Date of Award

4-25-2012

Document Type

Dissertation

Degree Name

Doctor of Philosophy (PHD)

Degree Program

Global Leadership - with a specialization in Educational Leadership

Department

College of Education

First Advisor

Ann Crawford

Second Advisor

Debra L. Ainbinder

Third Advisor

Maureen Goldstein

Abstract

The ability to think critically is an important condition for success in school and life. Promoting the development of critical thinking skills through arts education would have an impact on curriculum developments, specifically the utilization of study in the arts as a learning strategy and the revisiting of the purpose of arts education. Arts education has the unique capacity to teach children to think creatively, imaginatively, and critically, while also benefiting subject-specific curriculum (Deasy, 2002).

Eisner (2005) asserts that the arts are as essential to students' intellectual development as study in mathematics or the sciences. The purpose of this non-experimental, exploratory (comparative), and explanatory (correlational) secondary research study was to investigate the relationships among student demographic characteristics, curriculum characteristics, i iv characteristics, and critical thinking as measured by performance on the Florida Comprehensive Achievement Test (FCAT) for Broward County 12th grade students. Secondary analysis of data previously collected by the researcher was used for answering the research questions and testing the hypotheses presented in the study.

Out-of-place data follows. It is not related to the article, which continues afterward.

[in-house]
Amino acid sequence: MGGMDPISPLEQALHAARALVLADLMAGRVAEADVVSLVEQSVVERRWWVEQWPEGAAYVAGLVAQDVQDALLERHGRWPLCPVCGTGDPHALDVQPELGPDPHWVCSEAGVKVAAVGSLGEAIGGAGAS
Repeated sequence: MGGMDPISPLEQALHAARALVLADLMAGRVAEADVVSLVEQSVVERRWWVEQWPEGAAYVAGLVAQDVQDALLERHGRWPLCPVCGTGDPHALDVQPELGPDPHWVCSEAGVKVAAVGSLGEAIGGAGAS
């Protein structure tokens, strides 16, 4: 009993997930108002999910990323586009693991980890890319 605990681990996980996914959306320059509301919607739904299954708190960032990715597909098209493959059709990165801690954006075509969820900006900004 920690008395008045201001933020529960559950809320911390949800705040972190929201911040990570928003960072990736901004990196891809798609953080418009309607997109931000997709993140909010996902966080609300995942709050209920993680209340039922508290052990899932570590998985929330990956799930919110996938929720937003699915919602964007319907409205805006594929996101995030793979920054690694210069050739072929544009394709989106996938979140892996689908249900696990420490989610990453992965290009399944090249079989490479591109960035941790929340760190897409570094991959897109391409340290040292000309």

The study is significant in that exploration of the topic may provide implications for reform in curriculum design to better focus on the promotion of students' acquisition of essential skills for success in school and subsequently in the workplace, such as critical thinking. "In an educational system strapped for money and increasingly ruled by standardized tests, arts courses can seem almost a needless extravagance, and the arts are being cut back at schools across the nation" (Winner & Hetland, 2008, p. 1). As a result of the current emergence of technological advances and globalization, the need for students' ability to acquire critical thinking skills in order to prepare for success in the workforce is not only observed in the United States but has global implications, as well (Hartman, Bentley, Richards, & Krebs, 2005).

Six research questions and three hypotheses were generated for this study about the relationships among student demographic characteristics, curriculum characteristics, academic characteristics, and critical thinking performance. These are based on the key gaps in the literature, the recommendations of this study, and the theoretical framework that was used to guide this study.

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